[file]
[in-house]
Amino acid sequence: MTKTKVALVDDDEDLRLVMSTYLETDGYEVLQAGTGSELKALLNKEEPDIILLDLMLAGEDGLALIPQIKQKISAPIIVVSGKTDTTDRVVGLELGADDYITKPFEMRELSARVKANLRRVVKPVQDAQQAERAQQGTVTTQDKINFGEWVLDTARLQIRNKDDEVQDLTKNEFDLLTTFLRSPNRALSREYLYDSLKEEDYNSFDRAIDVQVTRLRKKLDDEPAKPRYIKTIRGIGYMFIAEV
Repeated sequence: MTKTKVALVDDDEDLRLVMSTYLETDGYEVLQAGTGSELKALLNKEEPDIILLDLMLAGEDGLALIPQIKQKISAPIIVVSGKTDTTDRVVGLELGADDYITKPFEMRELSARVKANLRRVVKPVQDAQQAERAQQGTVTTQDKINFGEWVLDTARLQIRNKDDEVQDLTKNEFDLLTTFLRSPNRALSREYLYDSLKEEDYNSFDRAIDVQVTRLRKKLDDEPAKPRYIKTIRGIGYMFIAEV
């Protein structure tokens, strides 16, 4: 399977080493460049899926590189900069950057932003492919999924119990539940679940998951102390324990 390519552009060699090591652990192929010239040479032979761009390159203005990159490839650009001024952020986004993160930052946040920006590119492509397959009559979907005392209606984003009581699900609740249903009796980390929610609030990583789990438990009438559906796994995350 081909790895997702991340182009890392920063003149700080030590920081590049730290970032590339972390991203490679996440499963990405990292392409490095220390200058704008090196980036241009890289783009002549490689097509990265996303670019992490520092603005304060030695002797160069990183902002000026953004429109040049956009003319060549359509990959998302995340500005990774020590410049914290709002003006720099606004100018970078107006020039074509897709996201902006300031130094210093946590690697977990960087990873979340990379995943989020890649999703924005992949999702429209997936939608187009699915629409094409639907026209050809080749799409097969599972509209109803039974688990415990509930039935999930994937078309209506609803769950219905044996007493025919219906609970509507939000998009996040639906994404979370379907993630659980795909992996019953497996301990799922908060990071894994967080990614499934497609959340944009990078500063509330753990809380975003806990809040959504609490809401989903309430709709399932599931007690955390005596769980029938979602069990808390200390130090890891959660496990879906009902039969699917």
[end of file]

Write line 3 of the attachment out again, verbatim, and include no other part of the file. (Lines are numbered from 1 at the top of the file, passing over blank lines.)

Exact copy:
Repeated sequence: MTKTKVALVDDDEDLRLVMSTYLETDGYEVLQAGTGSELKALLNKEEPDIILLDLMLAGEDGLALIPQIKQKISAPIIVVSGKTDTTDRVVGLELGADDYITKPFEMRELSARVKANLRRVVKPVQDAQQAERAQQGTVTTQDKINFGEWVLDTARLQIRNKDDEVQDLTKNEFDLLTTFLRSPNRALSREYLYDSLKEEDYNSFDRAIDVQVTRLRKKLDDEPAKPRYIKTIRGIGYMFIAEV